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GPS faculty drive new solutions to the climate crisis

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Rendered tree with half of it looking barren in a wasteland environment, the other half is lush and green

Professors Jennifer Burney, Kate Ricke and David Victor discuss the latest sustainability efforts in EVs, food insecurity and solar geoengineering

Global warming is one of the most urgent threats facing humanity, disrupting the global economy and impacting everything from food insecurity to global health and migration trends.

At the UC San Diego School of Global Policy and Strategy (GPS), a team of world-renowned scholars are working at the intersection of science innovation and policy to tackle climate-related challenges through interdisciplinary research.  

At a public event titled Climate Solutions for a Sustainable Future, held Nov. 16, 2023, three of those faculty led a lively discussion on the wide-ranging effects of global warming and how new thinking about this tremendously complex problem can help ensure a healthy planet. 

“Our goal at GPS is to engage in research that enhances understanding and guides policy decisions toward a low-carbon future,” said Caroline Freund, GPS dean. 

David Victor, GPS professor and co-director of the UC San Diego Deep Decarbonization Initiative (D2I), served as program moderator, with fellow professors Jennifer Burney and Kate Ricke as part of the panel.

Controlling emissions through tech and politics

Victor provided insights on progress being made toward controlling carbon emissions through the marriage of technology and politics. 

“We will solve the climate problem with technology that allows us to decouple economic growth and the expansion of human welfare from the harmful emissions they cause,” Victor said.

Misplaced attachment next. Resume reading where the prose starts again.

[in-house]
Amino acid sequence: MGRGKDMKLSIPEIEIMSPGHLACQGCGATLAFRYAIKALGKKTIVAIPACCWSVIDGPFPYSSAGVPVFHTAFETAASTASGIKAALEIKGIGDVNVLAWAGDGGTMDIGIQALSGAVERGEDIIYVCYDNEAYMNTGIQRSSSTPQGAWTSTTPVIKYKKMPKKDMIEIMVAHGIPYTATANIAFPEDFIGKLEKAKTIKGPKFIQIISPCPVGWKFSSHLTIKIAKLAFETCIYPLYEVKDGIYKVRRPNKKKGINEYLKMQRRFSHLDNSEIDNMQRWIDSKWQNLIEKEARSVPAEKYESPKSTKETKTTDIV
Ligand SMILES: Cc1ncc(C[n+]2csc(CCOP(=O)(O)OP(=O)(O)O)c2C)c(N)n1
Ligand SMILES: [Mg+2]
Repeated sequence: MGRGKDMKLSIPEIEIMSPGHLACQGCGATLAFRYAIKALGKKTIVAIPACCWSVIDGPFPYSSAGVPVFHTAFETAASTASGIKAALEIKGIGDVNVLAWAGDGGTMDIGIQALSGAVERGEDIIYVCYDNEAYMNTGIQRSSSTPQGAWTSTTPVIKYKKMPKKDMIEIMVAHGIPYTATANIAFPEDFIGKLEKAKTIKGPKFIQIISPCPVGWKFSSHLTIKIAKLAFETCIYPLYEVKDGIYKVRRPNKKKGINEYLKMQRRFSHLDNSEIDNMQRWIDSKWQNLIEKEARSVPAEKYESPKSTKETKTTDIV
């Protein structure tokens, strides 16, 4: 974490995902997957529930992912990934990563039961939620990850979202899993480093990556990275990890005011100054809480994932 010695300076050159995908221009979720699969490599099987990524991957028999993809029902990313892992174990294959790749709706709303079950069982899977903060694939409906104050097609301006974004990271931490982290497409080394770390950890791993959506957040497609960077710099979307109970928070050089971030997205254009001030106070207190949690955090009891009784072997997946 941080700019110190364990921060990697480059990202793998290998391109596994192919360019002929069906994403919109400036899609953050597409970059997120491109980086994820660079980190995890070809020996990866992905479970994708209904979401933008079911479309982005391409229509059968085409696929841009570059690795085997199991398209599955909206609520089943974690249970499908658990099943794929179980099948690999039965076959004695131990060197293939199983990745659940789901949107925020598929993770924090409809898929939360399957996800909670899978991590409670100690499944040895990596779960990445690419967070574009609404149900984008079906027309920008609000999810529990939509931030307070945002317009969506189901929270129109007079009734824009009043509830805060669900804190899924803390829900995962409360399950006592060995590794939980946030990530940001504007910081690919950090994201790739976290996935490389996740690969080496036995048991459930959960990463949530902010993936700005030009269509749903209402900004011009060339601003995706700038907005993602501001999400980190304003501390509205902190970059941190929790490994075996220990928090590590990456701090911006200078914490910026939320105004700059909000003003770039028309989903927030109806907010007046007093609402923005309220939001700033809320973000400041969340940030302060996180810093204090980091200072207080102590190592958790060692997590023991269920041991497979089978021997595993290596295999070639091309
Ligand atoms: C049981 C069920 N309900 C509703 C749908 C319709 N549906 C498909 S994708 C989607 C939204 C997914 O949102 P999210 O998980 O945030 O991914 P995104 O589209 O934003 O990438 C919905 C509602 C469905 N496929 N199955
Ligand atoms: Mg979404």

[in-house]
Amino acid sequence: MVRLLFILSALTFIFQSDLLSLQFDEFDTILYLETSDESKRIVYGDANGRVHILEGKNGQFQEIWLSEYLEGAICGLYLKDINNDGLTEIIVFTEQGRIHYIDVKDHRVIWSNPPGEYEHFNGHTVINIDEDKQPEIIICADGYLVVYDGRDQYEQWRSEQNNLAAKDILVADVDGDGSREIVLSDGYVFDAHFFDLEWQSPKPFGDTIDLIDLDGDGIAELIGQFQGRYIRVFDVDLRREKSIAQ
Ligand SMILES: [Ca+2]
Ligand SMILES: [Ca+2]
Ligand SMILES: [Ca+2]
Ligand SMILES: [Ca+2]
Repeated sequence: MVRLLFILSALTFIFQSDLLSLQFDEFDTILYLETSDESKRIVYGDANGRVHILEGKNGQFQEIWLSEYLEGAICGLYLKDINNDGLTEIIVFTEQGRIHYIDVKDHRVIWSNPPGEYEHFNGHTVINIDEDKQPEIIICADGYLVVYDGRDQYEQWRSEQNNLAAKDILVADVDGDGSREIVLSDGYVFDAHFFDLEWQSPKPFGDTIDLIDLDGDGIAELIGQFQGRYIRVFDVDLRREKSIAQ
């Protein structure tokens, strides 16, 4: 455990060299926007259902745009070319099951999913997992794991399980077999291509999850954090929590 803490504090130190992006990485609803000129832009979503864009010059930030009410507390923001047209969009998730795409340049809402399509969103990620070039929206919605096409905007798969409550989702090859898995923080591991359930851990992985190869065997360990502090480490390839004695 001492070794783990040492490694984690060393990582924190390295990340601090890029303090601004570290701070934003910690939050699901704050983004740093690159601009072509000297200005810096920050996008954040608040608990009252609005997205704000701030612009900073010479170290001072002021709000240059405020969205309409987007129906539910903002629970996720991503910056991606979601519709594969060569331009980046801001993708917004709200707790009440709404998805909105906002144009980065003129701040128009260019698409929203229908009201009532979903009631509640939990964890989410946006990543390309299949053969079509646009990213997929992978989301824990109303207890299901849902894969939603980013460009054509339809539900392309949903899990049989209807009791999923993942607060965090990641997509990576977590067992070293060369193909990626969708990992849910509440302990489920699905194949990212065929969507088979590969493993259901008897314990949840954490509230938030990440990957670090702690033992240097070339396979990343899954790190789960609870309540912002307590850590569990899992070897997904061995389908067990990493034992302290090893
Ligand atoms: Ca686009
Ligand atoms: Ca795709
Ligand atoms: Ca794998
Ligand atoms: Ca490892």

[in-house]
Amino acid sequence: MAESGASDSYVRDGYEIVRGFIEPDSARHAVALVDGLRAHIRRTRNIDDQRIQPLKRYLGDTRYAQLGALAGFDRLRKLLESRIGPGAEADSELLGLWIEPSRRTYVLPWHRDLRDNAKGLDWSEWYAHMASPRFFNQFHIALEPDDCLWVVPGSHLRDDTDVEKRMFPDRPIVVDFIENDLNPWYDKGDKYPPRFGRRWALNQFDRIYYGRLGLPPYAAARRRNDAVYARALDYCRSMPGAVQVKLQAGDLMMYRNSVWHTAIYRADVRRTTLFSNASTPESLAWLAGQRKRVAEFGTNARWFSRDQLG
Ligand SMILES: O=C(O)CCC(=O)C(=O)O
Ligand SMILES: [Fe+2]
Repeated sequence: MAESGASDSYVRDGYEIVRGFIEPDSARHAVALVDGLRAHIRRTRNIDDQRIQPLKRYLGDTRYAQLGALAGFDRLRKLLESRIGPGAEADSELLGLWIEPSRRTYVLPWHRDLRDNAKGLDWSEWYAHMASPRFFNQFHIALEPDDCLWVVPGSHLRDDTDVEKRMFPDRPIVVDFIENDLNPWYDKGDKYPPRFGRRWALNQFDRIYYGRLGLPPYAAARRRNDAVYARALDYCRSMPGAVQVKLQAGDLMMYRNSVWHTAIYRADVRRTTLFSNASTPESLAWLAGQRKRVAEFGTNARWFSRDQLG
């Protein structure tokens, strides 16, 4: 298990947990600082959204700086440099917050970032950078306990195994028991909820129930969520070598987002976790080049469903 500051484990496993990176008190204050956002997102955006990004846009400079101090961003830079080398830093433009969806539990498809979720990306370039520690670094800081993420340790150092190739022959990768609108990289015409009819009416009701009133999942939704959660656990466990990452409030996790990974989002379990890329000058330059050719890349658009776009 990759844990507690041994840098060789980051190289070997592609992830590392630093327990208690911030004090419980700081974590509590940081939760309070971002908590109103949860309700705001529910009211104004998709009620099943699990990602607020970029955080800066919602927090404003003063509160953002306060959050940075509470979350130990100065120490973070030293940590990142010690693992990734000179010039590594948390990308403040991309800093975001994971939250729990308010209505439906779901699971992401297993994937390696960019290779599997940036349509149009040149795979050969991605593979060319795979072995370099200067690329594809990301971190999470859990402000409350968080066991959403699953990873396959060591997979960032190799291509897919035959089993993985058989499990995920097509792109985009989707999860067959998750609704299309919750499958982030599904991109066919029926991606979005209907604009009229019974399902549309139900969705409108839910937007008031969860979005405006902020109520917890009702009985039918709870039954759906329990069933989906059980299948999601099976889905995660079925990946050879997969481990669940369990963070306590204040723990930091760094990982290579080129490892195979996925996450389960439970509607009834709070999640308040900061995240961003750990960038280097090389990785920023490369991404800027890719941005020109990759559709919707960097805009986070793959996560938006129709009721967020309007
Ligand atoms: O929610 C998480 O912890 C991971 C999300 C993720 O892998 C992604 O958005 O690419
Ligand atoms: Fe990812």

Victor pointed to the electric vehicle (EV) sector. A big question with EVs, he explained, is when people should charge their vehicles. In California, which has a solar-dominated grid, the ideal charging time is midday, when there is excess solar power and the lowest marginal emissions. However, the current tariff structure encourages nighttime charging. 

Victor described the UC San Diego Triton Chargers program, managed by D2I, which is the first large-scale experiment on how people respond to different informational prompts and cash incentives to charge their cars at different times.

Solving the food crisis

Burney then spoke about her research, which examines how to feed growing populations and stabilize the climate at the same time. 

“We are already in a world where climate is making it difficult to produce enough food,” Burney noted. “In recent years, decades of progress against hunger have been reversed.”

Burney explained that, as part of a multi-pronged approach, she uses big data to learn how to adapt agriculture to changing conditions. 

“There is no more robust group of experimenters in the world than the world’s farmers,” she said. “They’re always trying new things and are the most in touch with what’s happening on the ground.” 

In one example, Burney shared how she and her team used satellite data to look across the spectrum of irrigated and non-irrigated corn in Nebraska and then scaled the project globally to determine how irrigation affects cropping intensity. 

Solar geoengineering to mitigate climate change

But what if mitigation and adaptation are not enough? Ricke asked the audience to consider this very question. 

Ricke conducts groundbreaking research to explore whether solar geoengineering — a process where sunlight is intentionally reflected to cool rising temperatures — could help avoid the worst consequences of global warming.  

Ricke said that while there has been extensive work on the physical aspects of solar geoengineering science, there exists little research to understand the policy implications. 

“A robust system of global governance will be necessary to ensure that any future decisions about using solar geoengineering are made for collective benefit,” Ricke said.

To learn more about how you can support climate-related research at GPS, please contact Donna Armand.

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